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  3. Well, I had a butterfly net to catch butterflies that I would then stick a pin through live and mount on cardboard in a collection. That is, until I read a horror story about a kid that did that until a huge moth came into his room in the middle of the night and pinned him. I guess I was impressionable as a youth, unlike another youth, say, whose teachers were so concerned about the horror novels he was reading in 7th grade that they warned his parents of their worry about the future consequences of his reading choices. Not to mention the lightning bug bat thingy.

    Ron

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  4. Good lord, if there is a butterfly god you are in for some serious scorching in the afterlife (assuming someone puts all your entrails in little jars first).

    Regarding the teacher incident, I can’t believe you remember that and that was total bullshit – I’m in 7th grade and reading 700 page adult level books and that idiot thinks there is something wrong with me. So what if it was the Shining, Amityville Horror, Salem’s Lot .. you get the picture. He was mainly pissed off because he would give reading assignments during the day and I’d have it read by end of class and ace his tests the next day – I turned out JUST FINE in spite of his meddling. I tend to have a pretty good memory and learned to skip the meaningless words when reading – also replace all the names of fictional characters to basic names which could be visualized rather than read surprisingly works awesome – oh, and in school you can skip the adjectives – no teacher of any worth is going to ask you what color the house was or what size shoes the dumb ass clown was wearing. Just need to know that: clown killed everyone in house with knife .. or clown knife kill house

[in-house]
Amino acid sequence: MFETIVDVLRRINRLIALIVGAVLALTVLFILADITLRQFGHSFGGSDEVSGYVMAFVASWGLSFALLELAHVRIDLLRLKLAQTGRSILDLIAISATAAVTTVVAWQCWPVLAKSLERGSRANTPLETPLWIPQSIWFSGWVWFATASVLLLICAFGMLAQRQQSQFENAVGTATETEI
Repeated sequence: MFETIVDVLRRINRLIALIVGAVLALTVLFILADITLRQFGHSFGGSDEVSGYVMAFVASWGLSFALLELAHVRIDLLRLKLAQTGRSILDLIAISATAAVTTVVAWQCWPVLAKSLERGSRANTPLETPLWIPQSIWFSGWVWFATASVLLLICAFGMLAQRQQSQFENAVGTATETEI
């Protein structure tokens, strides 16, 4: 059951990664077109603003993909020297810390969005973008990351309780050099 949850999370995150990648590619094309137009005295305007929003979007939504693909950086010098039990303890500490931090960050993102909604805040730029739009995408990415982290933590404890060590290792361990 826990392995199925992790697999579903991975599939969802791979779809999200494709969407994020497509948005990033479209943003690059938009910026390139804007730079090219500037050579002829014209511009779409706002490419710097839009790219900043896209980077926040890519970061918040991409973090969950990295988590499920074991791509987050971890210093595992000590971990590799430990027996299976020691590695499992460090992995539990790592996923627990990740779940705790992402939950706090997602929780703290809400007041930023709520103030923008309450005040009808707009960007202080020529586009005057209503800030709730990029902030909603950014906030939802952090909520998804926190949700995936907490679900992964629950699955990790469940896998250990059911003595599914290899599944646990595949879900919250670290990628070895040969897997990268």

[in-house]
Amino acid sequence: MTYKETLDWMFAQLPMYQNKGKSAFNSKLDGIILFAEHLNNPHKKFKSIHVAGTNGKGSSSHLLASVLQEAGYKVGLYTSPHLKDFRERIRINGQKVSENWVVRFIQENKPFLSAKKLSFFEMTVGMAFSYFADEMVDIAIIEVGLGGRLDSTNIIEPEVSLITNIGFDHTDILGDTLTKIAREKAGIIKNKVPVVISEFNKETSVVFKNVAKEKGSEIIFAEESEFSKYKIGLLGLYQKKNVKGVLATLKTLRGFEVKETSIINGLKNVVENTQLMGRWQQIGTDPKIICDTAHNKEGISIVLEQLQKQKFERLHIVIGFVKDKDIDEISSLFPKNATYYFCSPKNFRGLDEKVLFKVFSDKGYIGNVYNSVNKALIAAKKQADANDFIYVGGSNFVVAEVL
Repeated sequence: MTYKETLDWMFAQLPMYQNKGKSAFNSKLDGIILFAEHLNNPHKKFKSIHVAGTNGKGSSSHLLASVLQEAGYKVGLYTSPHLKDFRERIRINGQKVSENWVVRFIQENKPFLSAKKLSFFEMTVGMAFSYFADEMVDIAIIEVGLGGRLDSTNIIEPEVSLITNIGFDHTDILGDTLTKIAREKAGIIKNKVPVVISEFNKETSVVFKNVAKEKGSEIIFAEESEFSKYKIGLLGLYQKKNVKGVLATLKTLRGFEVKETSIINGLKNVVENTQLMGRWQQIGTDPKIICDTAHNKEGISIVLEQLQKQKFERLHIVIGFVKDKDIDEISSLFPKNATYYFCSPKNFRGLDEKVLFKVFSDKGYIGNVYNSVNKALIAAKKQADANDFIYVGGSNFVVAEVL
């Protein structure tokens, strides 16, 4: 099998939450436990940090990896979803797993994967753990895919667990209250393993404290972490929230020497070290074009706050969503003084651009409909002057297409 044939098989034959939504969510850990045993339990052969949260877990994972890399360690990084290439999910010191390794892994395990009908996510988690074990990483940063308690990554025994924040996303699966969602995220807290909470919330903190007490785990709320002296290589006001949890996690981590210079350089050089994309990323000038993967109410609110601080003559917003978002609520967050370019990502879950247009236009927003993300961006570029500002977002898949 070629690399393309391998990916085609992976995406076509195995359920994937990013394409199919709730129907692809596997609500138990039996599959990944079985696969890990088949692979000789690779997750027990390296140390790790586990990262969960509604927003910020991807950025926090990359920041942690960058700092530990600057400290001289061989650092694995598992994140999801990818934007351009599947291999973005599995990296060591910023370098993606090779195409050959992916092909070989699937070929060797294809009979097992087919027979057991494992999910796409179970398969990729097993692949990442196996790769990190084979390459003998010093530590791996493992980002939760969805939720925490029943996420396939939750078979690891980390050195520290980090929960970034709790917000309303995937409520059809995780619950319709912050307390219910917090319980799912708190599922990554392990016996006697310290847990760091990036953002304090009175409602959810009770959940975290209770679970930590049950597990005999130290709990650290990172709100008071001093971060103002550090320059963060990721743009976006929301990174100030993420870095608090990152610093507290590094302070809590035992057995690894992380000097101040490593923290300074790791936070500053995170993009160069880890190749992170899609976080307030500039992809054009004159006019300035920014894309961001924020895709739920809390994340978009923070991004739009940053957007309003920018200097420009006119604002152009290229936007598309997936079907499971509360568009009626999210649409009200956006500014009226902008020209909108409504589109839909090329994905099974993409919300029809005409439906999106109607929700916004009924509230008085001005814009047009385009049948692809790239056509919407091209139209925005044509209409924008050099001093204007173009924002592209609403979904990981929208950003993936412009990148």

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  5. AND…what was the future consequence of you reading books about killer clowns in 7th grade??? Any lasting effects, by any chance?

    Ron